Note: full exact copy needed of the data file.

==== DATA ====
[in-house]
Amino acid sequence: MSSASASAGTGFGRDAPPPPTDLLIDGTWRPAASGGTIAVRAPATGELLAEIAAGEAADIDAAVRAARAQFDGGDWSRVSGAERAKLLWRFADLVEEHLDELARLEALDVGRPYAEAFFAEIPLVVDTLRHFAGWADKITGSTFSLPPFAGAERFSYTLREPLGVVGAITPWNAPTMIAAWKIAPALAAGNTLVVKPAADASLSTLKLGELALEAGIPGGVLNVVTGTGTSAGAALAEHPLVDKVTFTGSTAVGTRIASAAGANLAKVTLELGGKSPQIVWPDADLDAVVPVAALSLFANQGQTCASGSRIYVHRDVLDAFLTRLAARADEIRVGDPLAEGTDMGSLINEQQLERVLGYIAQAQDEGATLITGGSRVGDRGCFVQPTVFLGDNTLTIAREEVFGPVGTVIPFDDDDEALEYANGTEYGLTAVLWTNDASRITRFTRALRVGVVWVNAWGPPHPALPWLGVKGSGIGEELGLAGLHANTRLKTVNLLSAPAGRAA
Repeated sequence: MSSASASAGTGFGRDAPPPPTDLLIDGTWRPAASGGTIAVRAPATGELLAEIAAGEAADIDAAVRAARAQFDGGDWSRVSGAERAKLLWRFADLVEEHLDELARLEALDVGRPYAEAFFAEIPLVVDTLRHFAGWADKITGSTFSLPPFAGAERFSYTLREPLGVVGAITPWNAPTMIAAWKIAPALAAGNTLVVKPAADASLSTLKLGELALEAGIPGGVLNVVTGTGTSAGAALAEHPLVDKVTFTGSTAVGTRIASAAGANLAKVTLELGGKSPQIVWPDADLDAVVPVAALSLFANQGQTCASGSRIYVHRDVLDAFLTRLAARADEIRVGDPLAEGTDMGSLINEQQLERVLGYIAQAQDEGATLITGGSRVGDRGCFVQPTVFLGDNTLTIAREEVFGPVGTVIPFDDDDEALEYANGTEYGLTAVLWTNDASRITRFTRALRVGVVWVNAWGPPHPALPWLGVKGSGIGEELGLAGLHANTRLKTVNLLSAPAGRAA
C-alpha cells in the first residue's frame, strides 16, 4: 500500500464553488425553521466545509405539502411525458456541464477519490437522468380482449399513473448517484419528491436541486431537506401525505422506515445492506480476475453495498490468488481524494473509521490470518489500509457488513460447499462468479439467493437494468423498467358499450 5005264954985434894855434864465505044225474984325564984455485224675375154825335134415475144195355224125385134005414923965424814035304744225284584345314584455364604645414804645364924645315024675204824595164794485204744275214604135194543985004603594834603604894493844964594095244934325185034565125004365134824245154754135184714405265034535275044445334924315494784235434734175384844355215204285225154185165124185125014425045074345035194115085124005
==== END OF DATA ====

[in-house]
Amino acid sequence: MSSASASAGTGFGRDAPPPPTDLLIDGTWRPAASGGTIAVRAPATGELLAEIAAGEAADIDAAVRAARAQFDGGDWSRVSGAERAKLLWRFADLVEEHLDELARLEALDVGRPYAEAFFAEIPLVVDTLRHFAGWADKITGSTFSLPPFAGAERFSYTLREPLGVVGAITPWNAPTMIAAWKIAPALAAGNTLVVKPAADASLSTLKLGELALEAGIPGGVLNVVTGTGTSAGAALAEHPLVDKVTFTGSTAVGTRIASAAGANLAKVTLELGGKSPQIVWPDADLDAVVPVAALSLFANQGQTCASGSRIYVHRDVLDAFLTRLAARADEIRVGDPLAEGTDMGSLINEQQLERVLGYIAQAQDEGATLITGGSRVGDRGCFVQPTVFLGDNTLTIAREEVFGPVGTVIPFDDDDEALEYANGTEYGLTAVLWTNDASRITRFTRALRVGVVWVNAWGPPHPALPWLGVKGSGIGEELGLAGLHANTRLKTVNLLSAPAGRAA
Repeated sequence: MSSASASAGTGFGRDAPPPPTDLLIDGTWRPAASGGTIAVRAPATGELLAEIAAGEAADIDAAVRAARAQFDGGDWSRVSGAERAKLLWRFADLVEEHLDELARLEALDVGRPYAEAFFAEIPLVVDTLRHFAGWADKITGSTFSLPPFAGAERFSYTLREPLGVVGAITPWNAPTMIAAWKIAPALAAGNTLVVKPAADASLSTLKLGELALEAGIPGGVLNVVTGTGTSAGAALAEHPLVDKVTFTGSTAVGTRIASAAGANLAKVTLELGGKSPQIVWPDADLDAVVPVAALSLFANQGQTCASGSRIYVHRDVLDAFLTRLAARADEIRVGDPLAEGTDMGSLINEQQLERVLGYIAQAQDEGATLITGGSRVGDRGCFVQPTVFLGDNTLTIAREEVFGPVGTVIPFDDDDEALEYANGTEYGLTAVLWTNDASRITRFTRALRVGVVWVNAWGPPHPALPWLGVKGSGIGEELGLAGLHANTRLKTVNLLSAPAGRAA
C-alpha cells in the first residue's frame, strides 16, 4: 500500500464553488425553521466545509405539502411525458456541464477519490437522468380482449399513473448517484419528491436541486431537506401525505422506515445492506480476475453495498490468488481524494473509521490470518489500509457488513460447499462468479439467493437494468423498467358499450 5005264954985434894855434864465505044225474984325564984455485224675375154825335134415475144195355224125385134005414923965424814035304744225284584345314584455364604645414804645364924645315024675204824595164794485204744275214604135194543985004603594834603604894493844964594095244934325185034565125004365134824245154754135184714405265034535275044445334924315494784235434734175384844355215204285225154185165124185125014425045074345035194115085124005